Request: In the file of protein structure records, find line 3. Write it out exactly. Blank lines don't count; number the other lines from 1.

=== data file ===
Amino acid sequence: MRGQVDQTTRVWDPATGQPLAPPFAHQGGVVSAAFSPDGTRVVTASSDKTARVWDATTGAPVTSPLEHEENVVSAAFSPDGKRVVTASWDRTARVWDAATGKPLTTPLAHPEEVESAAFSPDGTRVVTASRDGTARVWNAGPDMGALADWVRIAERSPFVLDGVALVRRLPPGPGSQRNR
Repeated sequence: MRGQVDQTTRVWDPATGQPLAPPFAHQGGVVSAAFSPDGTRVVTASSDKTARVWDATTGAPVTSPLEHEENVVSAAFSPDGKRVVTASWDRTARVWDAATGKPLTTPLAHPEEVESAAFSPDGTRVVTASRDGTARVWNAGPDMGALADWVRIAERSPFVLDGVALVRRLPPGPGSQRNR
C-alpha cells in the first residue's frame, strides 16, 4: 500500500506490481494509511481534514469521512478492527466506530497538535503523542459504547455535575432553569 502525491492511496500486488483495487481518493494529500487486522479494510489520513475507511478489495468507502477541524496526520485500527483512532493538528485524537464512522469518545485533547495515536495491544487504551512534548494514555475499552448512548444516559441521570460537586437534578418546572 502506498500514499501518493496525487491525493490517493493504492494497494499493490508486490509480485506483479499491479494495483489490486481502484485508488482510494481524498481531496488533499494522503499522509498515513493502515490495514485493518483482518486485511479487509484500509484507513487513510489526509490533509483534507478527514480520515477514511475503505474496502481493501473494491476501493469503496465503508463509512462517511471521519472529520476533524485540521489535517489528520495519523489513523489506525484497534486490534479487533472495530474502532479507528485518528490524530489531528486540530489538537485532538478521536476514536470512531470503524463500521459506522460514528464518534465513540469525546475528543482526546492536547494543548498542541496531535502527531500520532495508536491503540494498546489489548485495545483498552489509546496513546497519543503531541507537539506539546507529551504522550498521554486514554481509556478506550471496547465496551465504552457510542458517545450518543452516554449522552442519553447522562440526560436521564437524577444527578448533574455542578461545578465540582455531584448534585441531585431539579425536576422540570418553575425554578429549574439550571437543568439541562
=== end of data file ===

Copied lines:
C-alpha cells in the first residue's frame, strides 16, 4: 500500500506490481494509511481534514469521512478492527466506530497538535503523542459504547455535575432553569 502525491492511496500486488483495487481518493494529500487486522479494510489520513475507511478489495468507502477541524496526520485500527483512532493538528485524537464512522469518545485533547495515536495491544487504551512534548494514555475499552448512548444516559441521570460537586437534578418546572 502506498500514499501518493496525487491525493490517493493504492494497494499493490508486490509480485506483479499491479494495483489490486481502484485508488482510494481524498481531496488533499494522503499522509498515513493502515490495514485493518483482518486485511479487509484500509484507513487513510489526509490533509483534507478527514480520515477514511475503505474496502481493501473494491476501493469503496465503508463509512462517511471521519472529520476533524485540521489535517489528520495519523489513523489506525484497534486490534479487533472495530474502532479507528485518528490524530489531528486540530489538537485532538478521536476514536470512531470503524463500521459506522460514528464518534465513540469525546475528543482526546492536547494543548498542541496531535502527531500520532495508536491503540494498546489489548485495545483498552489509546496513546497519543503531541507537539506539546507529551504522550498521554486514554481509556478506550471496547465496551465504552457510542458517545450518543452516554449522552442519553447522562440526560436521564437524577444527578448533574455542578461545578465540582455531584448534585441531585431539579425536576422540570418553575425554578429549574439550571437543568439541562